SANAA -- Arab coalition air strikes on the Houthi-held Yemeni city of Sanaa killed 11 people late Monday (January 17) after the Iran-backed group launched a rare and deadly attack on the United Arab Emirates (UAE) earlier in the day.
The strikes targeted "Houthi camps and headquarters" in Sanaa, according to Saudi Arabia's state-owned Al-Ekhbariya TV.
They reportedly hit two houses in Sanaa, leaving them in ruins.
The UAE is a key member of the Saudi-led Arab coalition, which is battling the Houthis in Yemen in support of the country's legitimate government.
The Houthis claimed the Monday attacks on Abu Dhabi, saying they had fired ballistic missiles and deployed armed drones as a "warning message", and cautioning civilians and foreign firms in the UAE to avoid "vital installations".
Two Indians and a Pakistani working for Abu Dhabi National Oil Company (ADNOC) in Msaffah neighbourhood, died as three petrol tanks exploded near a storage facility, while a fire also ignited in a construction area at Abu Dhabi airport.
Six others were wounded.
Emirati police said "small flying objects, possibly belonging to drones" were found at both sites.
The Houthis have repeatedly carried out cross-border drone attacks against Saudi Arabia, but this is the first deadly assault acknowledged by the UAE inside its borders and claimed by the Houthis.
The escalation follows a surge in fighting in Yemen, including advances by UAE-trained troops in Shabwa province.
The Houthis have previously threatened to target Abu Dhabi and Dubai.
Alwiyat al-Waad al-Haq, a little known Iraqi militia that is believed to be a front for Iran-backed Kataib Hizbullah, in January 2021 threatened to attack the UAE, after claiming a foiled attack on Saudi Arabia's al-Yamamah Palace.
The group posted doctored images of the monumental Burj Khalifa skyscraper in the UAE being struck by drones -- an image aimed to be reminiscent of the 9/11 terrorist attacks in the United States.
In the aftermath of the Houthis' Monday attack, Alwiyat al-Waad al-Haq put out a statement after being dormant for a year, saying this is only the beginning, Washington Institute fellow and Militia Spotlight co-founder Hamdi Malik said.
Similar statements followed from Kataib Hizbullah's Abu Ali al-Askari and Asaib Ahl al-Haq's Qais al-Khazaali, who warned the Emiratis of "the consequences of interfering in internal Iraqi affairs", he said in a thread on Twitter.
While a US official said Iran is not suspected of a direct role in the attack, a Gulf official noted the Houthis do not attack other countries "without either the permission of Iran or the instruction from Iran", the Wall Street Journal reported.
The UAE's foreign ministry on Monday described the Houthis' attack on Abu Dhabi as a "heinous criminal escalation".
"We condemn the Houthi terrorist militia's targeting of civilian areas and facilities on UAE soil today... this sinful targeting will not go unpunished," UAE Foreign Minister Abdullah bin Zayed Al Nahyan said in a statement.
The United States vowed to hold the Houthis "accountable", while Britain, France and Gulf powers all likewise strongly condemned the attacks in the UAE.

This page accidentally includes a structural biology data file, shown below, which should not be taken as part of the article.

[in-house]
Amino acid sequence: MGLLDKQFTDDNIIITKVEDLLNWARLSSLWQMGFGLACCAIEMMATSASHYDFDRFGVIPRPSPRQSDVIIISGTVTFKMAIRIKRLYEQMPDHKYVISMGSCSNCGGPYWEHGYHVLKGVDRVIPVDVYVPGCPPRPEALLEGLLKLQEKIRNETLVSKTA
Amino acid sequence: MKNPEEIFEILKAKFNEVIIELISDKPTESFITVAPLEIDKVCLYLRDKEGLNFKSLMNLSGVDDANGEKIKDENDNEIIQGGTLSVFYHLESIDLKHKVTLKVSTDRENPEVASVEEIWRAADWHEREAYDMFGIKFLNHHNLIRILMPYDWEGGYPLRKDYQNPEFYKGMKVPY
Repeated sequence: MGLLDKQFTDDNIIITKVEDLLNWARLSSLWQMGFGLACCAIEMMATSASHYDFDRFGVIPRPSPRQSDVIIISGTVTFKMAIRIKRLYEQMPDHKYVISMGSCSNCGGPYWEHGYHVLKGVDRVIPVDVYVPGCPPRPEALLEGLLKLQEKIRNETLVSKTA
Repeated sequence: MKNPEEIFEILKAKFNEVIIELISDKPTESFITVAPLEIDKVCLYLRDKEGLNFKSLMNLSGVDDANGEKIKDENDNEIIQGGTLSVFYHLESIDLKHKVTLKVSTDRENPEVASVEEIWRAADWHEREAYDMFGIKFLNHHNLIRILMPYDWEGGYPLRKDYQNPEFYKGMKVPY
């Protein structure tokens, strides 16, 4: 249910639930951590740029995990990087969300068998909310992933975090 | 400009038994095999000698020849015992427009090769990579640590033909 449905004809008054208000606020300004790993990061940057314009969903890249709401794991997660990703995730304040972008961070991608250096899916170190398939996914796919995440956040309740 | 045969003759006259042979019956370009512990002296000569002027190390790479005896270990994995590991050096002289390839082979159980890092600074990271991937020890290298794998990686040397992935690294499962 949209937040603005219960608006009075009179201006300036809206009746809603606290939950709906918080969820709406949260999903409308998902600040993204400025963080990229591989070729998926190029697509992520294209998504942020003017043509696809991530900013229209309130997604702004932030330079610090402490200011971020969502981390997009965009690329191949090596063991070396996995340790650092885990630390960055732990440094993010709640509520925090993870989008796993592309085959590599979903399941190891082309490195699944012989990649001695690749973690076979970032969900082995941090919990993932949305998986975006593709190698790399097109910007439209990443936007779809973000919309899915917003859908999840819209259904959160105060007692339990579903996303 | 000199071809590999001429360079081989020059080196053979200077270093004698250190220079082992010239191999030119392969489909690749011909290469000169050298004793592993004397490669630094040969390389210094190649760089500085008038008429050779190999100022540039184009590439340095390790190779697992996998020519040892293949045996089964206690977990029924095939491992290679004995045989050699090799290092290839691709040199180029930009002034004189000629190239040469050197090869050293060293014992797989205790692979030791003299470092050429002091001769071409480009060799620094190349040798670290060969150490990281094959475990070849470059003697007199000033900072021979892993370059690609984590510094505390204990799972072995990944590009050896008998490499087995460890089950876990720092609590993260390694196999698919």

US National Security Adviser Jake Sullivan pledged that Washington will "work with the UAE and international partners to hold" the Houthis accountable.
"Our commitment to the security of the UAE is unwavering, and we stand beside our Emirati partners against all threats to their territory," he said.
The State Department echoed the condemnation, with spokesman Ned Price expressing condolences "to the families of these victims and to the people of the UAE".
Secretary of State Antony Blinken spoke later Monday with the Emirati foreign minister, Price said in a second statement.
French Foreign Minister Jean-Yves Le Drian said the Houthis' move threatened the security of both the UAE and the wider region.
Le Drian reiterated his call for the Houthis to "immediately cease their destabilising actions in Yemen and in the region and to engage constructively in a political process for exiting the crisis".
British Foreign Secretary Liz Truss said she condemned "in the strongest terms" the Houthis' "terrorist attacks" -- terminology also used in condemnations by Saudi Arabia, Bahrain, Qatar and the Organisation of Islamic Co-operation (OIC).
Israel also said it stood with the UAE.
The incident comes two weeks after the Houthis hijacked the UAE-flagged Rwabee and released footage purporting to show military equipment on board.
The UAE said the Rwabee, whose 11 international crew are now hostages, was a "civilian cargo vessel" and called the hijacking a "dangerous escalation" in the busy Red Sea shipping route.
It branded the hijacking as an act of piracy that threatens freedom of navigation and international trade in the south Red Sea and Bab al-Mandeb strait.
The Houthis later rejected a United Nations Security Council demand for the ship's immediate release.
Separately, the pro-government Giants Brigade troops, backed by the Saudis and the UAE, recently delivered a significant blow to the Houthis by recapturing three districts in Shabwa province.
The clashes were part of a recent upswing in violence in Yemen.